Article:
On 17/05/2018 06:34, Mohamad F. Barham wrote:
> dig -t ANY ps @172.21.2.153
> ps. 60 IN NS rip.psg.com.
> ps. 60 IN NS ote.pnina.ps.
> ps. 60 IN NS fork.sth.dnsnode.net.
> ps. 60 IN NS ps-ns.anycast.pch.net.
> ps. 60 IN NS dns1.gov.ps.
> ps. 60 IN SOA ns1.pnina.ps. sys.pnina.ps. 2018050308 86400 7200 3600000 172800
> ps. 60 IN TXT "Generation Time: 1525341615"
> ps. 60 IN NS ns1.pnina.ps.
> ps. 60 IN NS ps.cctld.authdns.ripe.net.
> dig -t ANY ramallah-gis.ps @dns1.gov.ps
> ramallah-gis.ps. 86400 IN NS nscp1.intertech-pal.com.
> ramallah-gis.ps. 86400 IN NS nscp2.intertech-pal.com.
> dig -t ANY ramallah-gis.ps @nscp1.intertech-pal.com
> ramallah-gis.ps. 14400 IN MX 0 ramallah-gis.ps.
> ramallah-gis.ps. 86400 IN SOA ns2.cmeac.net. sys.mada.ps. 2015101905 86400
> ramallah-gis.ps. 86400 IN NS ns2.cmeac.net.
> ramallah-gis.ps. 14400 IN A 126.96.36.199
> as shown here there is an A record , but my recursor does not take this A record, it go
> further to get it from ns2.cmeac.net , while this server is down.
You have inconsistency in your delegation.
- In the parent zone (ps), ramallah-gis.ps is delegated to
nscp1.intertech-pal.com and nscp2.intertech-pal.com
- In the zone itself, ramallah-gis.ps is delegated to ns2.cmeac.net only
- ns2.cmeac.net is not responding to queries.
Suppose a client wants to resolve the A record for ramallah-gis.ps. It
will ask its nearby cache for the answer.
If this is the first time the cache has done a query for this domain,
then the query will go to nscp1/2.intertech-pal.com. However if it has
previously done a query, it will have cached the NS record from within
the zone. Depending on the software they're running, some caches will
*merge* the NS records from the delegation and within the zone; other
caches will *replace* the NS records with those within the zone, and
only send queries to ns2.cmeac.net from then onwards (until the NS
records expire). And of course, with only one nameserver within the
zone, there is no resilience (see RFC 2182); if that nameserver is down,
clients will get only SERVFAIL.
Now let's check how those three nameservers answer:
$ dig +short @nscp1.intertech-pal.com. ramallah-gis.ps. a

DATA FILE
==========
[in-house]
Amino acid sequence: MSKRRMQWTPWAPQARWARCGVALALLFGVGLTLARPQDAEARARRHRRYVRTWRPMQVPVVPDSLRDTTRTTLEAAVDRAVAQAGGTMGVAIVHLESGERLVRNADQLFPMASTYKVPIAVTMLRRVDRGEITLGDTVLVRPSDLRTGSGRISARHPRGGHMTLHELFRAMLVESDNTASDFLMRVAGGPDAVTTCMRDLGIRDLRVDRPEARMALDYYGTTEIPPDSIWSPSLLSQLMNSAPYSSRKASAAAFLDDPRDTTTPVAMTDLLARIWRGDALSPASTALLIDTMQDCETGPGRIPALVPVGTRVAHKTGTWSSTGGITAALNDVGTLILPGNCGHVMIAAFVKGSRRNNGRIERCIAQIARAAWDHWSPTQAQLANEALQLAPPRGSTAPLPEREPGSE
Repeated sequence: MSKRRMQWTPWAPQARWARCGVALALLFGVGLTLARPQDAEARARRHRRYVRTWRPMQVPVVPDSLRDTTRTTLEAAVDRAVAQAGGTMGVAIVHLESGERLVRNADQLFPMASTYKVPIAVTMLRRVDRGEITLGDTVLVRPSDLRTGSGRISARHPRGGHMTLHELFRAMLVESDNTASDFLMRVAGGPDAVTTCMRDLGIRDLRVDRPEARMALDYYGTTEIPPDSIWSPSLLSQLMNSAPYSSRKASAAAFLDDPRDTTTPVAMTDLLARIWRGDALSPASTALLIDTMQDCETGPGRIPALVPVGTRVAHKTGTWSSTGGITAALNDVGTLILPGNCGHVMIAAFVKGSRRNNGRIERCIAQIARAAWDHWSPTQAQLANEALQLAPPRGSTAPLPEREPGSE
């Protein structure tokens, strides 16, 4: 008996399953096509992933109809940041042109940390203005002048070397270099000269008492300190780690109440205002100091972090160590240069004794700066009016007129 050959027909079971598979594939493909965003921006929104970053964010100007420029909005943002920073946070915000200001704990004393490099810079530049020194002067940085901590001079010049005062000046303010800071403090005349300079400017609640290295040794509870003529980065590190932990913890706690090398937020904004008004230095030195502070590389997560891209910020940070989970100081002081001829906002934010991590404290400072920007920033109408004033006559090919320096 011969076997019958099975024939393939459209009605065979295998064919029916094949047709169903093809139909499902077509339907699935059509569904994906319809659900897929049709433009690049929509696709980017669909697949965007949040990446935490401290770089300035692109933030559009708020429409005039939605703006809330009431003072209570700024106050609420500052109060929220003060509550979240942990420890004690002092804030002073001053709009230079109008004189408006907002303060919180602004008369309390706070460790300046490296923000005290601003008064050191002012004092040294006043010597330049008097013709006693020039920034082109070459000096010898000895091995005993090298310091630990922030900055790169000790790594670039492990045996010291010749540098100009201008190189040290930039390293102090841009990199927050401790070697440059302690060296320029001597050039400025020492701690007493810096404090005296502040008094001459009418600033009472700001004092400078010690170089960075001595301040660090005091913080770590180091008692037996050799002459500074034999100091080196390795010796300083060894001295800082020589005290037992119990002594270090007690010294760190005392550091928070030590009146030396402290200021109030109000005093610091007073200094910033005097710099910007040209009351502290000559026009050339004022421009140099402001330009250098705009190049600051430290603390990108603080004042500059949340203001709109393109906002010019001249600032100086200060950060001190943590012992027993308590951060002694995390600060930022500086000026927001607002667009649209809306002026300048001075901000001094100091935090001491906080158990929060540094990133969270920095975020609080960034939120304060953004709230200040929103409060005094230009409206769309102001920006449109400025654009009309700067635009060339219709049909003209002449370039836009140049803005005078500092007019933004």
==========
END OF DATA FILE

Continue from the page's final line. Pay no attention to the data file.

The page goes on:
$ dig +short @nscp2.intertech-pal.com. ramallah-gis.ps. a
$ dig +short @ns2.cmeac.net. ramallah-gis.ps. a
;; connection timed out; no servers could be reached
<< that means SERVFAIL >>
So that's your problem: the problem is in how the zone itself is set up,
not the recursor, which is behaving correctly. Once a cache has learned
that ns2.cmeac.net is the sole nameserver for the zone (learned from the
authoritative information within the zone), it may only send queries to
this bad nameserver.
To fix this, you need to decide which nameservers are going to be
authoritative for the domain. Is it only nscp1.intertech-pal.com and
nscp2.intertech-pal.com? Or do you want three
nameservers:nscp1.intertech-pal.com, nscp2.intertech-pal.com and
ns2.cmeac.net ? Or some other combination of nameservers?
* If you only want two nameservers nscp1/2, which are working and which
the domain is already delegated to, then the fix is simple. Inside the
zone file, remove the NS record pointing to ns2.cmeac.net and add two NS
records pointing to nscp1.intertech-pal.com and
nscp2.intertech-pal.com. Job done.
Queries for <any>.ramallah-gis.ps will then only ever hit those two
nameservers, and if one is down, clients will use the other [^1]
* If you want a different set of nameservers than that, then you have to:
1. configure all the nameservers so they have identical zone contents.
Normally this is done by configuring replication. You can use DNS zone
transfers, so one nameserver is master and the others slave from it; or
perhaps you build all the nameservers with a database backend, and you
configure SQL replication between the backends.
2. configure NS records inside the zone listing those nameservers
3. change the delegation to point to those nameservers. This means
asking your registrar to change the set of NS records for your domain;
this will cause a change in the zone file for the "ps" domain.
So for example, suppose you want nscp1/2 *and* ns2.cmeac.net to be
authoritative nameservers for this domain. You need to configure
replication so that ns2.cmeac.net is authoritative for the domain *and*
has identical zone contents to the other two nameservers. Then you have
to create three NS records inside the zone. Then you have to change the
delegation in your registrar to point to these three nameservers.
Note that if you do want to use ns2.cmeac.net as a nameserver then you
need at least one other nameserver as well; and it needs to be on a
different network backbone (again, details in RFC 2182). Otherwise you
can certainly expect random failures to occur intermittently.
This is clearly not a pdns-recursor issue, because you want your zone to
be resolvable by anyone on the Internet regardless of which recursor
softwarwe they're using; but I hope this helps anyway.
[^1] Except that I just checked, and nscp1 and nscp2 both resolve to the
same IP address, 188.8.131.52. Hence in reality there is only a single
nameserver and there is no resilience whatsoever! Please, please,
please read RFC 2182...
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